From time to time, we all get overwhelmed with activities, and most of us turn to a “To Do” list to manage the priorities. There are several systems that help keep people organized and assist them on making the most of their time.
In this article, I suggest that having a specific “Stop Doing” list can be just as helpful at managing time as having a “To Do” list.
Time is Precious
Time is the most precious commodity we have. What makes something precious is comprised of two factors.
The thing must be of intrinsic value to us and it must be scarce. Diamonds and coal are chemically identical and both have intrinsic value to us, but diamonds are very difficult to find, so their value is infinitely higher.
Time has value to us because it is all we have to live with, and nobody can get more than 24/7 each day. Therefore, time has extremely high value: it is both important and scarce.
Most professionals are in a perpetual state of overload. That is because in the pressure cooker of day to day activities, more items come onto the plate than can possibly be accomplished.
If you doubt that, just take a look at your e-mail inbox. In every meeting there are new action items to be accomplished and precious little time to do them. It is a habitual problem that leads to burnout and even death due to stress.
People watch the incoming texts and activities closely trying to manage the load. The common refrain is “I have no time to deal with that now.” They often forget to cull out the non-essential things that take up their time. Anything taken off the plate is a reason to celebrate.
Individuals who focus on stopping things show others that time utilization needs to be managed from both ends. Leaders are used to making tough decisions with budgets and other resources, but they sometimes fail to see how their most precious resource (their own time) is being squandered.
Those who manage time actively and vocally send a clear message to the entire organization that seconds really do count.
10 Tips to manage your “Stop Doing” List
1. Keep track of what you are doing.
If you have a mechanism to actually see how your time is being spent, you can manage it better. I like to think of colors.
When I am doing “green” things, it means I am using my time wisely. “Yellow” things have marginal value, and “red” items are really wasting my precious time. Just keep looking for the color. It can be a kind of game as you sit in a meeting and watch the air turn from green to red before your eyes.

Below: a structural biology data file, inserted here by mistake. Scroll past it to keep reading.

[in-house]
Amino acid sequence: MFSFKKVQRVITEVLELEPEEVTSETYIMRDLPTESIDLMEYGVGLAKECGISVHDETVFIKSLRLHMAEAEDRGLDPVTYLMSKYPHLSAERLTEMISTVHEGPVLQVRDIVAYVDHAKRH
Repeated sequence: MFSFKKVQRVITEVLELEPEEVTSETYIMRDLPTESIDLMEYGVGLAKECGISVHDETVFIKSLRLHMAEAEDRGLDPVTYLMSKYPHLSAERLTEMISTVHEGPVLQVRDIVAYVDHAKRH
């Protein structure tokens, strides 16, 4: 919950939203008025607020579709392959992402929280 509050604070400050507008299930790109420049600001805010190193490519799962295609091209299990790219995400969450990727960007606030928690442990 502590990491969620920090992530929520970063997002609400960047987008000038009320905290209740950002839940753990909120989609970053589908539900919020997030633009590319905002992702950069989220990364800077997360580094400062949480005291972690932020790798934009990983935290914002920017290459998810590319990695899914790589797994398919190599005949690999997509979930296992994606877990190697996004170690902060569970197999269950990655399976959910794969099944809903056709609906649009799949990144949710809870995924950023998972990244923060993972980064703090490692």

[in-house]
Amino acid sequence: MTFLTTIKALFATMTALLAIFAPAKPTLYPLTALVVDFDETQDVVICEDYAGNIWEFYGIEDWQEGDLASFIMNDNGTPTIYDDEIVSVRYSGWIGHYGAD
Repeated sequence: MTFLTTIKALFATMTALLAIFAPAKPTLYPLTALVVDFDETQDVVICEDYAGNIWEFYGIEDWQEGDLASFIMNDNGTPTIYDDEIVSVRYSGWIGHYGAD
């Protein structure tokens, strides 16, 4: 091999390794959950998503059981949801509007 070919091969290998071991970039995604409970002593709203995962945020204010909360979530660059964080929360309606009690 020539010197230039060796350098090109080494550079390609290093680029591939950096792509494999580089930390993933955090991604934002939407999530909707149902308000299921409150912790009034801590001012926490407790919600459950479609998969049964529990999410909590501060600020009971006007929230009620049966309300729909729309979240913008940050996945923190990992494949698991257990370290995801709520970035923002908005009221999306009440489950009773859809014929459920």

2. Delegate more!
This has a dual benefit because often people are eager to help out if only given the chance. There is always some risk when delegating, but the benefits far outweigh the risks.
Learn the skill of good delegation and press yourself to apply it more than you currently do.
3. Finish things.
Don’t dabble in work. Be crisp with completing assignments so your inbox is clear for new items.
When something is completed, celebrate for a second because you now have that off the plate.
Spend some brainstorming time with your inner circle cleaning house of useless activities.
5. Create a “Sacred Cow Pasture.”
This is a visual board where you post paradigms that have been broken where you no longer have to do what used to take up your time. It is refreshing to fill up a “Sacred Cow Pasture.”
Everybody benefits! For example it takes courage to admit we no longer need the quality report because our systems have reached a higher standard.
How about doing away with the “cost” meeting and substitute an efficient dashboard? The possibilities are endless.
6. Challenge everything.
Try a zero based approach to your day where you come in as if you were a new employee. Ask “why am I doing this and what could be done to eliminate the need for it.”
7. Handle your time like a budget.
Think of your task list as a fixed number of things – like say 50 things. In order to make room for a new activity, you must take at least one old activity off your prior list.
8. Reward people who bring up ideas for your “Stop Doing” list.
If you reinforce this behavior, you not only help yourself, you help the entire organization because everyone will get the bug to eliminate marginal activities.
9. Go on a “Safari”
Hunt down and kill at least 3 unnecessary activities. It can be a fun activity once you get into it.
10. Go away!
If you are not there to do things, they will get done just fine most of the time. Go out and visit some customers or attend a seminar for your own development.
While you are away, have an administrative person keep track of the things that you would have done if you were there. These are all items you can challenge in the future.
Your “Stop Doing” list is as important as your “To Do” list. Don’t neglect it.